Hispanics Have Health, Wealth and Time On Their Side:
- Latinos’ Healthier Choices Leading to Longevity
- Hispanics have lower mortality rates in seven out of the 10 leading causes of death in the U.S.
- In the first few years after immigrating to the U.S., Hispanics also tend to have lower smoking rates, better diet and better general health. This is translating to Hispanics living longer and having healthier, more active lives.
- Today Hispanic-Americans life expectancy is 83.5 years compared to 78.7 for non-Hispanic Whites. This means more buying and viewing power, for longer.
Longer Lives and Earning Years Yield Financial Growth
- Forty percent of Hispanics ages 55+ lived in multi-generational households in 2013, compared to just over a fifth of the total population in that age group.
- Communal living arrangements provide some significant mutual benefits when it comes to caring for children, cooking, transportation, and shopping. This means greater disposable income, more shared meals and family experiences as well as unique watching and buying behavior.
- Percentage of households headed by Hispanics ages 50-69 who earn 75,000+ saw a sharp increase from 2000 to 2013. All income brackets above $50,000 showed an increase, while the percentage of those earning incomes under $50,000 decreased.
- Buying and shopping decisions are communal decisions, led by older Hispanics and often relatives of other races and ethnicities extending and amplifying their shopping habits and choices across a wide spectrum of products and services.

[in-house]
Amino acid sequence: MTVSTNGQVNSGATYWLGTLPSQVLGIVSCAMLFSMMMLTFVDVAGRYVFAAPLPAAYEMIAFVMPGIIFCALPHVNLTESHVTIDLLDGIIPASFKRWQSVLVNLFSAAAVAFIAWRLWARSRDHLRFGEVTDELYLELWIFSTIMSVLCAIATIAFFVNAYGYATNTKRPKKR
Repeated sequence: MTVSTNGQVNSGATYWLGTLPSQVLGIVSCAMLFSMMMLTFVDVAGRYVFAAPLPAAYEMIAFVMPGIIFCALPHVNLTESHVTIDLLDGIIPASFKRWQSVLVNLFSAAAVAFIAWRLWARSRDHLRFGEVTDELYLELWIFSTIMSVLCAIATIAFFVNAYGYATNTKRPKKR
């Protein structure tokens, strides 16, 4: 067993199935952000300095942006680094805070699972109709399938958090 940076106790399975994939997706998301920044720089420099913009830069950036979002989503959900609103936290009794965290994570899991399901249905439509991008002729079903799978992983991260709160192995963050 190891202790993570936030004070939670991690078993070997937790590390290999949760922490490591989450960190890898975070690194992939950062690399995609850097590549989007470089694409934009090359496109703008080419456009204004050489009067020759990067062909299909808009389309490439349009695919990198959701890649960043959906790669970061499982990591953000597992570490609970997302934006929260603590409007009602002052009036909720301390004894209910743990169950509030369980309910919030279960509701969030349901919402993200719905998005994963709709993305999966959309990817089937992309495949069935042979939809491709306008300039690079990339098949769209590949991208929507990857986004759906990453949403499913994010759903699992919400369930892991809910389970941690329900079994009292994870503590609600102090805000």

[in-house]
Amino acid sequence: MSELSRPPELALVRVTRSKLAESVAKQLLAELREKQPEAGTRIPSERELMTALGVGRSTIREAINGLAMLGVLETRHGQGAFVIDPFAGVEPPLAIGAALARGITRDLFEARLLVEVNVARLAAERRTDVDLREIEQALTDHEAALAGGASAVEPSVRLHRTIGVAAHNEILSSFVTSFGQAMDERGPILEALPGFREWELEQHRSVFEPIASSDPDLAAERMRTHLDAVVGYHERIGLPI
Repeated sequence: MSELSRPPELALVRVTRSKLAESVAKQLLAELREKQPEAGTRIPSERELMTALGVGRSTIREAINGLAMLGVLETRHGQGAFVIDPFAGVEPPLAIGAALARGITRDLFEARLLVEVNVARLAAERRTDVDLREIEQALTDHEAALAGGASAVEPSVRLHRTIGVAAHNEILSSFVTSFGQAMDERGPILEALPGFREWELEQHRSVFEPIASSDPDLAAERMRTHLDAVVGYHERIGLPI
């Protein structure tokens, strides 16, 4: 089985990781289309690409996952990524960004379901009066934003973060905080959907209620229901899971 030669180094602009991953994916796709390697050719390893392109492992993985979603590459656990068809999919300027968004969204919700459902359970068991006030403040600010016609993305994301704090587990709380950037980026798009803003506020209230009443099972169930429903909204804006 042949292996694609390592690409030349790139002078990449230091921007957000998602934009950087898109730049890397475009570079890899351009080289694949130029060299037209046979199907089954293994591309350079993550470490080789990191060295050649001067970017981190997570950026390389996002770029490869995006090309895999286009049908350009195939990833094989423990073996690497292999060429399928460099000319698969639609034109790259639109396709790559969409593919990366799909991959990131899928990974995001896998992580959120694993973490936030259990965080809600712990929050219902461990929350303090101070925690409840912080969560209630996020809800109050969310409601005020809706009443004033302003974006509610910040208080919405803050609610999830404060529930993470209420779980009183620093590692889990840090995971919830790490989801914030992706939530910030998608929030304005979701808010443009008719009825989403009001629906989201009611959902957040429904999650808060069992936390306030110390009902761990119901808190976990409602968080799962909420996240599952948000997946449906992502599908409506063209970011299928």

Patriotic Swing Voters:
- Hispanics 50+ will continue to see their political clout increasing in future elections as the size and growth of the Hispanic population fuels an overall rise in Hispanic voters; those 50+ could be the decisive swing vote in many local and state elections.
- Top issues in order of importance for registered Hispanic voters are education, employment, the economy, and healthcare.
- Nearly three-quarters (73%) consider immigration very important, or extremely important.
- The older Hispanic population is concentrated in four states: California, Texas, Florida and New York, which have 55, 38, 29 and 29 electoral votes respectively.
For more information, please check out the full report here, visit the Nielsen Wire for Wire posts on the report, check out the Nielsen Hispanic-Americans microsite, or visit Nielsen Community Alliances YouTube page which features a video vignette on some key highlights from the report. Please feel free to share any of this data with your readers, citing Nielsen and linking to the article. If you’d be interested in speaking with Monica Gil, Senior Vice President & General Manager, Multicultural Growth and Strategy, about this report, we’d be happy to coordinate an interview.